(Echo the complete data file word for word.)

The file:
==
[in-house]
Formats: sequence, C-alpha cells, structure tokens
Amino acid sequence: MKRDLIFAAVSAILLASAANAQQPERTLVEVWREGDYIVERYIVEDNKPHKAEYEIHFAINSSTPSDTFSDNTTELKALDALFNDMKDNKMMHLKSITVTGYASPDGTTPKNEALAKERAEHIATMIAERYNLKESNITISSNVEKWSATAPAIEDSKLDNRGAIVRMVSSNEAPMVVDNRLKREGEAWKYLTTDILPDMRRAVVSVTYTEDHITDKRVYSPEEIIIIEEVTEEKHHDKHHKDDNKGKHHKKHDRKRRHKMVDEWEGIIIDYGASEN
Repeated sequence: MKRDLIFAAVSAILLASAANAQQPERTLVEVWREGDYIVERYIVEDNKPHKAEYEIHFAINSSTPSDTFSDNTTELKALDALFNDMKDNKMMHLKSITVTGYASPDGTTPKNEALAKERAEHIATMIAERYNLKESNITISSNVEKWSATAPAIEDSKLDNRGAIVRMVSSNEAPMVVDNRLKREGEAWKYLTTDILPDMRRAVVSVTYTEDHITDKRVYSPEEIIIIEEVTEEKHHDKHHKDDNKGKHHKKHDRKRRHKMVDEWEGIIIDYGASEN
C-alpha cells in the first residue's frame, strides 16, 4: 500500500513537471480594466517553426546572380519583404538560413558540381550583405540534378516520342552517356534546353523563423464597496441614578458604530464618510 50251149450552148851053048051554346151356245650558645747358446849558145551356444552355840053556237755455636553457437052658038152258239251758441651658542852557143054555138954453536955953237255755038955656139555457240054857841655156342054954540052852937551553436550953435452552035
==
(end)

[in-house]
Formats: sequence, C-alpha cells, structure tokens
Amino acid sequence: MKRDLIFAAVSAILLASAANAQQPERTLVEVWREGDYIVERYIVEDNKPHKAEYEIHFAINSSTPSDTFSDNTTELKALDALFNDMKDNKMMHLKSITVTGYASPDGTTPKNEALAKERAEHIATMIAERYNLKESNITISSNVEKWSATAPAIEDSKLDNRGAIVRMVSSNEAPMVVDNRLKREGEAWKYLTTDILPDMRRAVVSVTYTEDHITDKRVYSPEEIIIIEEVTEEKHHDKHHKDDNKGKHHKKHDRKRRHKMVDEWEGIIIDYGASEN
Repeated sequence: MKRDLIFAAVSAILLASAANAQQPERTLVEVWREGDYIVERYIVEDNKPHKAEYEIHFAINSSTPSDTFSDNTTELKALDALFNDMKDNKMMHLKSITVTGYASPDGTTPKNEALAKERAEHIATMIAERYNLKESNITISSNVEKWSATAPAIEDSKLDNRGAIVRMVSSNEAPMVVDNRLKREGEAWKYLTTDILPDMRRAVVSVTYTEDHITDKRVYSPEEIIIIEEVTEEKHHDKHHKDDNKGKHHKKHDRKRRHKMVDEWEGIIIDYGASEN
C-alpha cells in the first residue's frame, strides 16, 4: 500500500513537471480594466517553426546572380519583404538560413558540381550583405540534378516520342552517356534546353523563423464597496441614578458604530464618510 50251149450552148851053048051554346151356245650558645747358446849558145551356444552355840053556237755455636553457437052658038152258239251758441651658542852557143054555138954453536955953237255755038955656139555457240054857841655156342054954540052852937551553436550953435452552035